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Hybrid race car the TS040 did Toyota proud at its inaugural track outing against competitors Audi and Porsche, Toyota New Zealand motorsport manager Steve Boyce says. The advanced petrol electric hybrid placed fourth fastest overall in official test sessions at Circuit Paul Ricard in France on March 29-31.
The TS040 will compete in the 2014 FIA World Endurance championship over eight rounds including the tough 24-hour Le Mans.
Mr Boyce says he was delighted to see the TS040 was “immediately competitive”.
“The championship is attracting significant manufacturer support and media interest as its profile grows and Toyota is entering its fourth season with the most advanced petrol/electric hybrid race car in the sport,” Mr Boyce says. “In contrast to other manufacturers which use diesel-electric power plants, Toyota has opted to develop its race-winning petrol-electric hybrid drive technology. The TS040 has 353 kW (473 bhp) of four-wheel-drive hybrid (electric) boost in addition to its 382 kW (512 bhp) 3.7litre petrol engine.”
The new car also features four wheel drive, returning to a drive layout that made its racing hybrid debut in 2007 when the four-wheel drive Supra HV-R became the first hybrid to win an endurance race, the Tokachi 24 Hours.
New WEC technical regulations for the 2014 championship place increased emphasis on fuel economy, requiring a 25 per cent reduction in fuel use compared to 2013. A fuel flow meter will monitor fuel usage and penalties will be applied in the race if the three-lap average consumption exceeds defined limits. The fuel allowance is determined by the level of hybrid capacity each team commits to.
The new open regulations have allowed Toyota Racing to implement a major increase in hybrid power, with an AISIN AW motor-generator on the front axle added to the DENSO unit on the rear.
“Toyota has achieved savings through powertrain, aerodynamics and driving style efficiencies.Under deceleration, the motor-generators apply braking force in combination with traditional mechanical brakes to harvest energy. During acceleration, the motor/generator reverses its function, acting as a motor to deliver a 480PS power boost.”
That four-wheel-drive hybrid power is allied to a normally-aspirated V8 engine developed by the Motor Sports Unit Development Division at Toyota’s Higashifuji technical centre where next-generation Toyota road car technology is born. Know-how from 2013’s TS030 hybrid race car is already in use to enhance Toyota’s road car hybrids and the WEC’s focus on road-relevant technology is expected to see further technology transfer from track to road. Toyota has already sold six million hybrid road cars since the launch of the Prius in 1997.
The TS040’s chassis is an evolution of the outgoing TS030 and embraces regulation changes which reduce maximum car width by 10cm, reduce tyre width by five cm and introduce new safety requirements. Particular attention has been paid to airflow around the car to reduce drag and increase downforce. Extensive development in TMG’s state-of-the-art wind tunnels has resulted in an aerodynamically-efficient lightweight design using advanced composite design and production processes. Race simulation and calculation work at TMG has refined the TS040, using ‘hardware-in-the-loop’ technology to test individual components based on real track data and powerful calculation computers to optimise designs.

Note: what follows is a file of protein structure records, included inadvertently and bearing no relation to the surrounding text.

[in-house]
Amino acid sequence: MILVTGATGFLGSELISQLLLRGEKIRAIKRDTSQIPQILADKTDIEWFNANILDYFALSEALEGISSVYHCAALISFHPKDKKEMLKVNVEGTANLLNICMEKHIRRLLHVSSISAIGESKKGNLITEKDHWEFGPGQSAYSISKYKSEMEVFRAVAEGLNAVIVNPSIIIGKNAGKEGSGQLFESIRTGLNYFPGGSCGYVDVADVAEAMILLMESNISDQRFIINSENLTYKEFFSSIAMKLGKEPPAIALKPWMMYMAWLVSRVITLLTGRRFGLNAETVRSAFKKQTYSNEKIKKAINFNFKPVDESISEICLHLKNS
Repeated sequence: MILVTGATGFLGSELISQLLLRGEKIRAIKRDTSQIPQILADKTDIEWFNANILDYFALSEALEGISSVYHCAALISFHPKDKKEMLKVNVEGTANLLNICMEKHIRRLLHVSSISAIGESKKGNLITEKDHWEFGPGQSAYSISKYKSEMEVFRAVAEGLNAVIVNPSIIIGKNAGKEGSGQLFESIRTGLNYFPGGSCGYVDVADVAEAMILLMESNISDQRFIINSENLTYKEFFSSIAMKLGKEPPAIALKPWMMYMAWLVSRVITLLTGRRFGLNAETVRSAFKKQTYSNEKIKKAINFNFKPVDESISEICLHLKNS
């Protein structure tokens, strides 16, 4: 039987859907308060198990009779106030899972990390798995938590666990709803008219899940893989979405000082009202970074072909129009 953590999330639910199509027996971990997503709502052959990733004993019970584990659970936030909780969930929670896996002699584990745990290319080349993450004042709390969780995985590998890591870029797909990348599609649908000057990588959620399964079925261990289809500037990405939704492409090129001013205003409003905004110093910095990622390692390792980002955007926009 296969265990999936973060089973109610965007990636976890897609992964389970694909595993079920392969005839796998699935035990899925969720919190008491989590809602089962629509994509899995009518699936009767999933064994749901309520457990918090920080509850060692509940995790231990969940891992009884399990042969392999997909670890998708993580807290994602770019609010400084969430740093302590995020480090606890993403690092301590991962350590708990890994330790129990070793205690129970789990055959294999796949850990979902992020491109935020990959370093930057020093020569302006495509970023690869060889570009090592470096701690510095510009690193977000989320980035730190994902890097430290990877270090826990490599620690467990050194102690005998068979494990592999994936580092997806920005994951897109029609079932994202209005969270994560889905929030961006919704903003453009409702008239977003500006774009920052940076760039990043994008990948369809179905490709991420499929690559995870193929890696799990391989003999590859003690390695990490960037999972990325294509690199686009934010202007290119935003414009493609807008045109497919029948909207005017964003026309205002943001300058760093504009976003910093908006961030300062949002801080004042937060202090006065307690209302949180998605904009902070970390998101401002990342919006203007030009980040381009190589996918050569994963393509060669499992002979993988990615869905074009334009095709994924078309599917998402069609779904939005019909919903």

A reshuffle of the TS040 driver line-up sees Alex Wurz, Stéphane Sarrazin and Kazuki Nakajima share the #7 car while Anthony Davidson, Nicolas Lapierre and Sébastien Buemi are in #8.
The TS040 made its track debut at Paul Ricard on 21 January and has subsequently completed 12 days of testing across Europe, covering around 18,000km.
Team president Yoshiaki Kinoshita says Toyota Racing is looking forward to its third season in the FIA World Endurance Championship.
“As well as meeting the challenge of new regulations which make endurance racing the most road-relevant discipline in top-level motorsport, we are looking forward to competing with Porsche. As a team we learned a lot in our first two seasons in WEC and all this know-how has gone into our new TS040, which is the most technologically-advanced Toyota ever to compete on the track. We consider it very important that our racing programme contributes to TOYOTA’s wider activities and I am very proud that data, knowledge and technology pass regularly from racing to our R&D colleagues, who are working to make great road cars of the future.”
At the World Endurance Championship’s first official test session last week at Circuit Paul Ricard Toyota’s Alex Wurz, Stephane Sarrazin and Kazuki Nakajima were a solid fourth fastest overall in car #7.
Meanwhile, former Toyota Racing Series driver Kiwi Brendon Hartley was outright fastest across all sessions in the Porsche 919 he will share with former Red Bull Formula One driver Mark Webber. In the Friday track sessions he posted a 1:41.289 to complete a Porsche lock-out of the top three time slots. Hartley was .499 seconds faster than his Porsche team-mate Timo Bernhard (1:41.788) with Mark Webber third on 1:41.929. All three drivers are running in car #20.
The 2014 FIA World Endurance Championship begins with the Six Hours of Silverstone in Great Britain on April 20.
2014 FIA World Endurance Championship Calendar:
20 April Six Hours of Silverstone (Great Britain)
3 May Six Hours of Spa-Francorchamps (Belgium)
14 June Le Mans 24 Hours (France)
20 September Six Hours of Circuit of the Americas (USA)
12 October Six Hours of Fuji (Japan)
2 November Six Hours of Shanghai (China)
15 November Six Hours of Bahrain
30 November Six Hours of Sao Paulo (Brazil)